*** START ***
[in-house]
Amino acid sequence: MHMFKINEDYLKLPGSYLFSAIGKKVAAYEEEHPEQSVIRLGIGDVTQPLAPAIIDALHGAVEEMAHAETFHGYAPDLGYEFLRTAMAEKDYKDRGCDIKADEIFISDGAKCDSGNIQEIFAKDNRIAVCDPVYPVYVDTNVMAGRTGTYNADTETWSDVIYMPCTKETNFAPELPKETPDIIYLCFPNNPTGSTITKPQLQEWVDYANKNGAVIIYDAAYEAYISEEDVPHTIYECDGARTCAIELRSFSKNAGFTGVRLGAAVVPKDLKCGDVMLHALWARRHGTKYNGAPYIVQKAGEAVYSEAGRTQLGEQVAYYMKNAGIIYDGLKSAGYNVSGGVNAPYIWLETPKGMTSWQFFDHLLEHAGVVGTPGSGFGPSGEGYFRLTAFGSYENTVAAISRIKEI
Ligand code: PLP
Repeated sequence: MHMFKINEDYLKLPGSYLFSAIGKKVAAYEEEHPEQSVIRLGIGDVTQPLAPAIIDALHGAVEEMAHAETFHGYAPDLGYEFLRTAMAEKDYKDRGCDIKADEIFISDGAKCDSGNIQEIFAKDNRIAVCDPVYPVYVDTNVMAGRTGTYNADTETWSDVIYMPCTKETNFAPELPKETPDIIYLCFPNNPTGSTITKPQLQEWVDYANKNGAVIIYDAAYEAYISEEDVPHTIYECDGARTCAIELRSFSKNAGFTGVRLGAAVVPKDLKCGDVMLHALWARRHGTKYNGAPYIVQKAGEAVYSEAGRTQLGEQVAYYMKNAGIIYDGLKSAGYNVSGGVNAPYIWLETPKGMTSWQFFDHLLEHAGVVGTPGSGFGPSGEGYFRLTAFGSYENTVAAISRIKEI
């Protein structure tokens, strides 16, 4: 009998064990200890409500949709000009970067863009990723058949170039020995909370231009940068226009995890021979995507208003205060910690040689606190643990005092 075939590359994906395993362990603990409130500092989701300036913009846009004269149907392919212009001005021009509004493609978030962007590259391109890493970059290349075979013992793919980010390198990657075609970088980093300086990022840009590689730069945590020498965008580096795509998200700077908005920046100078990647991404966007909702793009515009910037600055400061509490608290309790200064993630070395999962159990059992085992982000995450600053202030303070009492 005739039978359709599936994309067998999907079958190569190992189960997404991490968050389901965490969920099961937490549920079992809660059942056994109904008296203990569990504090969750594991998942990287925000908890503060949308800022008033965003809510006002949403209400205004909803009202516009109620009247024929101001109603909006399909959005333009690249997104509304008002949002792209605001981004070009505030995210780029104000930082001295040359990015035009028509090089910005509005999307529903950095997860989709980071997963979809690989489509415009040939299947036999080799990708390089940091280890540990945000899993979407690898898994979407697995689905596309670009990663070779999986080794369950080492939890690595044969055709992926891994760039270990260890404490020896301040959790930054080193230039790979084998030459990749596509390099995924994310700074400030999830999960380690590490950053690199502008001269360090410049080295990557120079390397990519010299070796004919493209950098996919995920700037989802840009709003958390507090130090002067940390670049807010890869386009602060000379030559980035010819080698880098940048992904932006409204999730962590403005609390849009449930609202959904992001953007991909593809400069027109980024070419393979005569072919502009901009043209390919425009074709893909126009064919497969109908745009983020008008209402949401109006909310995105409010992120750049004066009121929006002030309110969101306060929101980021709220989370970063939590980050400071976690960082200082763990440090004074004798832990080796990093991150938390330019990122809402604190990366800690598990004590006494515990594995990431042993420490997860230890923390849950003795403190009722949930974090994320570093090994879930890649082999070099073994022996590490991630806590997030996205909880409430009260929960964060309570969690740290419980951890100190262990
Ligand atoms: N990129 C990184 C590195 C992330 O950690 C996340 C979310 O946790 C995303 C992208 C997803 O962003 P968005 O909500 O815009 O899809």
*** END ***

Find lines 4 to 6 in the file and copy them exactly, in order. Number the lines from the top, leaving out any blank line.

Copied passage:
Repeated sequence: MHMFKINEDYLKLPGSYLFSAIGKKVAAYEEEHPEQSVIRLGIGDVTQPLAPAIIDALHGAVEEMAHAETFHGYAPDLGYEFLRTAMAEKDYKDRGCDIKADEIFISDGAKCDSGNIQEIFAKDNRIAVCDPVYPVYVDTNVMAGRTGTYNADTETWSDVIYMPCTKETNFAPELPKETPDIIYLCFPNNPTGSTITKPQLQEWVDYANKNGAVIIYDAAYEAYISEEDVPHTIYECDGARTCAIELRSFSKNAGFTGVRLGAAVVPKDLKCGDVMLHALWARRHGTKYNGAPYIVQKAGEAVYSEAGRTQLGEQVAYYMKNAGIIYDGLKSAGYNVSGGVNAPYIWLETPKGMTSWQFFDHLLEHAGVVGTPGSGFGPSGEGYFRLTAFGSYENTVAAISRIKEI
């Protein structure tokens, strides 16, 4: 009998064990200890409500949709000009970067863009990723058949170039020995909370231009940068226009995890021979995507208003205060910690040689606190643990005092 075939590359994906395993362990603990409130500092989701300036913009846009004269149907392919212009001005021009509004493609978030962007590259391109890493970059290349075979013992793919980010390198990657075609970088980093300086990022840009590689730069945590020498965008580096795509998200700077908005920046100078990647991404966007909702793009515009910037600055400061509490608290309790200064993630070395999962159990059992085992982000995450600053202030303070009492 005739039978359709599936994309067998999907079958190569190992189960997404991490968050389901965490969920099961937490549920079992809660059942056994109904008296203990569990504090969750594991998942990287925000908890503060949308800022008033965003809510006002949403209400205004909803009202516009109620009247024929101001109603909006399909959005333009690249997104509304008002949002792209605001981004070009505030995210780029104000930082001295040359990015035009028509090089910005509005999307529903950095997860989709980071997963979809690989489509415009040939299947036999080799990708390089940091280890540990945000899993979407690898898994979407697995689905596309670009990663070779999986080794369950080492939890690595044969055709992926891994760039270990260890404490020896301040959790930054080193230039790979084998030459990749596509390099995924994310700074400030999830999960380690590490950053690199502008001269360090410049080295990557120079390397990519010299070796004919493209950098996919995920700037989802840009709003958390507090130090002067940390670049807010890869386009602060000379030559980035010819080698880098940048992904932006409204999730962590403005609390849009449930609202959904992001953007991909593809400069027109980024070419393979005569072919502009901009043209390919425009074709893909126009064919497969109908745009983020008008209402949401109006909310995105409010992120750049004066009121929006002030309110969101306060929101980021709220989370970063939590980050400071976690960082200082763990440090004074004798832990080796990093991150938390330019990122809402604190990366800690598990004590006494515990594995990431042993420490997860230890923390849950003795403190009722949930974090994320570093090994879930890649082999070099073994022996590490991630806590997030996205909880409430009260929960964060309570969690740290419980951890100190262990
Ligand atoms: N990129 C990184 C590195 C992330 O950690 C996340 C979310 O946790 C995303 C992208 C997803 O962003 P968005 O909500 O815009 O899809």